Streaming services to watch once you’re tired of Netflix and Hulu
It’s no secret: while stuck at home, most us are binge-watching a lot more TV shows or movies. And even though popular streaming services like Netflix and Hulu have an abundance of content, why not shake things up and try something different?
Whether you’re looking for a cable alternative, searching for a specific movie or TV show, or just need a new interface to stare at, here are five streaming services you may not have heard of but are worth checking out.
Note: All of these streaming services were tested on an Apple TV, so the experience or interface may be different depending on the platform you choose. Check each streaming service’s website for a list of compatible devices.
1. Sling TV
If you want cable at a lower cost, try Sling TV. For $30 a month, the streaming service offers dozens of cable channels, with a guide function and DVR capabilities. It also has on-demand and prerecorded shows and movies.
Compared to other paid cable alternatives or streaming services, Sling TV doesn’t have the broadest range of channels or content. But the reason I love Sling TV during quarantine is its new promotion: Happy Hour Across America. To encourage people to stay inside, Sling TV has made its service free daily from 5 p.m. to midnight — the perfect hours for those of us working from home.
This promotion will likely end once shelter-at-home orders are lifted, but it’s not a free trial — credit card information isn’t required — so you won’t accidentally sign up for a membership.
Verdict: Take advantage of Sling TV’s quarantine promotion and watch live (but limited) cable for free every evening.
Tubi is a free streaming service with a surprisingly large library, from telenovelas to anime to reality TV. It even has workout videos in its “Get Fit” category, a nice perk while we’re stuck at home.
The problem is there are just too many categories, which make it harder for me to pick something. I’m sure Tubi had good intentions — there is a lot of content to organize — but many categories are unnecessary and confusing.
But despite my organization qualms, the amount of available content (mostly) makes up for it. Instead of scrolling through the endless categories, I’d recommend the search function to see if a show or movie you want to watch is in Tubi’s vast collection.
Verdict: Use Tubi as a resource to find interesting gems without having to wade through the seemingly endless number of categories.
Crackle is another free streaming service. Rather than exhaustive categories like Tubi, it splits the content between TV shows and movies, then organizes with basic subsections like comedy, action and drama.
At first glance, I chalked Crackle up to a lower-quality service, but after some browsing I was impressed by the quality of content, which included many critically acclaimed movies. However, I could only browse by scrolling — there’s no option to search. (Note: This glitch may be exclusive to Apple TV; there is a search button on the desktop version.)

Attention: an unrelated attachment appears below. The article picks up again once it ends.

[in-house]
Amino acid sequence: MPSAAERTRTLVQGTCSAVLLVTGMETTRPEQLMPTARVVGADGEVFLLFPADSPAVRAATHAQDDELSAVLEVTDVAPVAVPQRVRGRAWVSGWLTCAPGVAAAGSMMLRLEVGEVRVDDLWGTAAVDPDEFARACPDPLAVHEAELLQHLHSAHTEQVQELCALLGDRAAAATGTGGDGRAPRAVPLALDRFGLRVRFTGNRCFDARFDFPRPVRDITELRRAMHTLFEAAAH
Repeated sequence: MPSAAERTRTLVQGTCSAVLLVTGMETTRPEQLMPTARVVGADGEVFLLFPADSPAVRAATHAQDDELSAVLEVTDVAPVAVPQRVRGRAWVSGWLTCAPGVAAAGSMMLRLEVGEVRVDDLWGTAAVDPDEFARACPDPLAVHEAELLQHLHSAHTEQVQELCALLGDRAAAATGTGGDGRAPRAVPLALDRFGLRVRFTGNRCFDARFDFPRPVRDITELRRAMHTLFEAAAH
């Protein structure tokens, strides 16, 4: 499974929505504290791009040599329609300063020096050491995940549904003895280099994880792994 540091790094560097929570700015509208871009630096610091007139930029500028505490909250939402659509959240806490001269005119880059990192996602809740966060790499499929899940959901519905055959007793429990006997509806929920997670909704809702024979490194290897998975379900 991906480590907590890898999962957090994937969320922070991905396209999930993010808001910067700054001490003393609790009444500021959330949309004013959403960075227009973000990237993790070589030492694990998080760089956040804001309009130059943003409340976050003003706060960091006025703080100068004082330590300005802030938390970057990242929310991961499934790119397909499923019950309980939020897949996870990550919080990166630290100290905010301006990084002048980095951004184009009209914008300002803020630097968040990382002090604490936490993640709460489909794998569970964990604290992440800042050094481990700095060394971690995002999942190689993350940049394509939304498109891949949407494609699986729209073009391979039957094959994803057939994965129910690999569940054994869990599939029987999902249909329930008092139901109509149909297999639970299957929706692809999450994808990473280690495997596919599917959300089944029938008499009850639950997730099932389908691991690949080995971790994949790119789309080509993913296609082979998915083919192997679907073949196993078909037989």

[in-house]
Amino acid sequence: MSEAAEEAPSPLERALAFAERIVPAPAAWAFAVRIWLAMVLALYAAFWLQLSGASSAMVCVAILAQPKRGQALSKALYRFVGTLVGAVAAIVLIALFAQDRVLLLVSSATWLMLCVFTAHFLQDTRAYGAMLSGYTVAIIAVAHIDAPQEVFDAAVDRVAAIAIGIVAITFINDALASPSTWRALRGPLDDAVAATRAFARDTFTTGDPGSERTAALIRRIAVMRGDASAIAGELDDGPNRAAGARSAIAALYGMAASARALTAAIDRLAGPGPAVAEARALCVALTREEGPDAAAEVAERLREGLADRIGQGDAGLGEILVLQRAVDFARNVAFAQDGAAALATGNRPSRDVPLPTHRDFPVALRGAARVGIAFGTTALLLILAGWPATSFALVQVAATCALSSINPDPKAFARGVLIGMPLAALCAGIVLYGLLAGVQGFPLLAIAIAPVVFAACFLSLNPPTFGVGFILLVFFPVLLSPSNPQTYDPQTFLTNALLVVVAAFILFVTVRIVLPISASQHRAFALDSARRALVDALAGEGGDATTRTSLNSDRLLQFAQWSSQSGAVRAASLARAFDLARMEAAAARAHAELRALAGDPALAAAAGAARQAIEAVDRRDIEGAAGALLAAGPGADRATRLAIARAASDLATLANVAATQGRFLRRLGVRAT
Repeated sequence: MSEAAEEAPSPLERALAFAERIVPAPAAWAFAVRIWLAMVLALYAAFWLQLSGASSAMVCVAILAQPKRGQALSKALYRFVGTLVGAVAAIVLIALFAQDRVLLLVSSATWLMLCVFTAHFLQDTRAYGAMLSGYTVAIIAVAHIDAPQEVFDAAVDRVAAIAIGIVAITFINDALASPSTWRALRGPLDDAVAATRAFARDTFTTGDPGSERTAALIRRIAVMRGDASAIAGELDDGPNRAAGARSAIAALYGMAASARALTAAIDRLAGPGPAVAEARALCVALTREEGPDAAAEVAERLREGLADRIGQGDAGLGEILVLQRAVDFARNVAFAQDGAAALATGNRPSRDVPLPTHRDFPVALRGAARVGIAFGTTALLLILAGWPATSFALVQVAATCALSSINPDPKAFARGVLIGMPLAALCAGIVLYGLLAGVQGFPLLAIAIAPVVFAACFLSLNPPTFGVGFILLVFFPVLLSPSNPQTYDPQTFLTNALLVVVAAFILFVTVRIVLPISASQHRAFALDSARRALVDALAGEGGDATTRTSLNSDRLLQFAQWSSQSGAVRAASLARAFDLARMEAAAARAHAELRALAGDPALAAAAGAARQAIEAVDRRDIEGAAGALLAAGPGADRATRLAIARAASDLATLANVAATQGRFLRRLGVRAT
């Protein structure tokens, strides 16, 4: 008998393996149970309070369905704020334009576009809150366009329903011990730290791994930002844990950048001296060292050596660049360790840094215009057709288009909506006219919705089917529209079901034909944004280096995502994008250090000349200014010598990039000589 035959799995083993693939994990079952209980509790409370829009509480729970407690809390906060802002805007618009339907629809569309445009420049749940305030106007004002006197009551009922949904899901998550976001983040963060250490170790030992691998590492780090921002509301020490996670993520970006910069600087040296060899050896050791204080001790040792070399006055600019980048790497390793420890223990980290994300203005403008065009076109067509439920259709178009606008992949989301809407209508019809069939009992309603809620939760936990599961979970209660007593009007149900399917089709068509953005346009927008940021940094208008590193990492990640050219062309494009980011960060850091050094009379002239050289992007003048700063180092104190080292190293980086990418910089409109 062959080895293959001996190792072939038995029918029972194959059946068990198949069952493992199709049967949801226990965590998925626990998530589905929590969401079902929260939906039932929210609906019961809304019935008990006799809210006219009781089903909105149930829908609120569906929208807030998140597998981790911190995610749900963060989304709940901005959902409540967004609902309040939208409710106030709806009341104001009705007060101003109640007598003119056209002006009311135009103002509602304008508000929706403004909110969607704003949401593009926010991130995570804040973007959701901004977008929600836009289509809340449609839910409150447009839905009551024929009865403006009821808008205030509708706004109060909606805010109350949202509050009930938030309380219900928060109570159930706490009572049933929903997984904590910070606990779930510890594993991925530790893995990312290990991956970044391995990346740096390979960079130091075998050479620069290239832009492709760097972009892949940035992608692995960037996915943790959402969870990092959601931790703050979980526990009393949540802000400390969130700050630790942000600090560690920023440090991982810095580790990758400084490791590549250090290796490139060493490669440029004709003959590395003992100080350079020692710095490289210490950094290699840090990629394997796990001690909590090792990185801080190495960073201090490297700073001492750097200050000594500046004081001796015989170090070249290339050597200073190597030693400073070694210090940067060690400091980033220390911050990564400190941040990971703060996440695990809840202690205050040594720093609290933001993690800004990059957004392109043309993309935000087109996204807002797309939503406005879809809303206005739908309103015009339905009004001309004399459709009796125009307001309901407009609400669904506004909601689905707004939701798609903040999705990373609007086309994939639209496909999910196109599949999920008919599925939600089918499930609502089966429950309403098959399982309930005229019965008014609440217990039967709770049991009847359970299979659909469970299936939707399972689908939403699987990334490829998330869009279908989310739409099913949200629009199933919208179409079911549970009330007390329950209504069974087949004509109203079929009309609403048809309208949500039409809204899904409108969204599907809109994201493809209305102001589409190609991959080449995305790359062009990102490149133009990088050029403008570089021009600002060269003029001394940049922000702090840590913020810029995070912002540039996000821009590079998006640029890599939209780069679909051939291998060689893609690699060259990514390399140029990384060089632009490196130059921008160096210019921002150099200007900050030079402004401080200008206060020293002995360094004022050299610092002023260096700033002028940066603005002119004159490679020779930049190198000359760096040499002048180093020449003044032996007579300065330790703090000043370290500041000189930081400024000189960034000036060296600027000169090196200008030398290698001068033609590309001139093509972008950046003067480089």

Content expires rather quickly, so make sure to check in frequently and stream what catches your eye before it disappears forever. Luckily, the expiration date is explicitly listed on each description page, so it’s not a guessing game.
Verdict: Browse through the categories, add shows and movies to your watch list, then watch your top picks before their expiration date.
Like Sling TV, Fubo is another cable alternative with on-demand offerings. With more than 100 channels, Fubo offers much more variety than Sling TV, but it comes at a cost: $80 for ultra, $60 for family, and $30 for Fútbol Quarterly.
Fubo is well-organized, easy to use and offers a wide range of channels. But is it worth the price tag? Maybe ... but not during the pandemic. Fubo prides itself on its wide range of sports content, but until it’s safe for players to hit the field and courts again, that subscription fee seems a bit steep.
I don’t recommend committing to Fubo during quarantine, but take advantage of its 7-day free trial so you can binge watch content you can’t find on other platforms. And if you’re a sports fan, consider subscribing to Fubo once the games resume.
Verdict: Don’t buy a membership, at least during quarantine. For now, utilize the free week and indulge in its offerings — just remember to cancel before the trial ends.
Walmart’s streaming service Vudu boasts a home screen with lots of content, followed by detailed description pages for every movie or TV show. Each offers a trailer, Rotten Tomatoes rating, and actor info — real name, character name, and thumbnail photo — which saved me a lot of Google searches. It also has an interesting parent section which rates inappropriate content on a 1-5 scale, including categories like drugs, sex and violence.
Unfortunately, it turns out this free streaming service isn’t so free after all. When I searched for a director I liked, I was thrilled with the amount of films that came up in the results. But when I clicked the movies, I was required rent or buy all of them.
And here’s the kicker: Even if I wanted to pay to watch these movies, there’s a note on the description page that says the content isn’t available for purchase on my Apple TV. Even though it’s a compatible device. Huh?
Verdict: Stick to Vudu’s landing page of free content. Avoid the search function unless you want to pay — or want to figure out how to pay in the first place.
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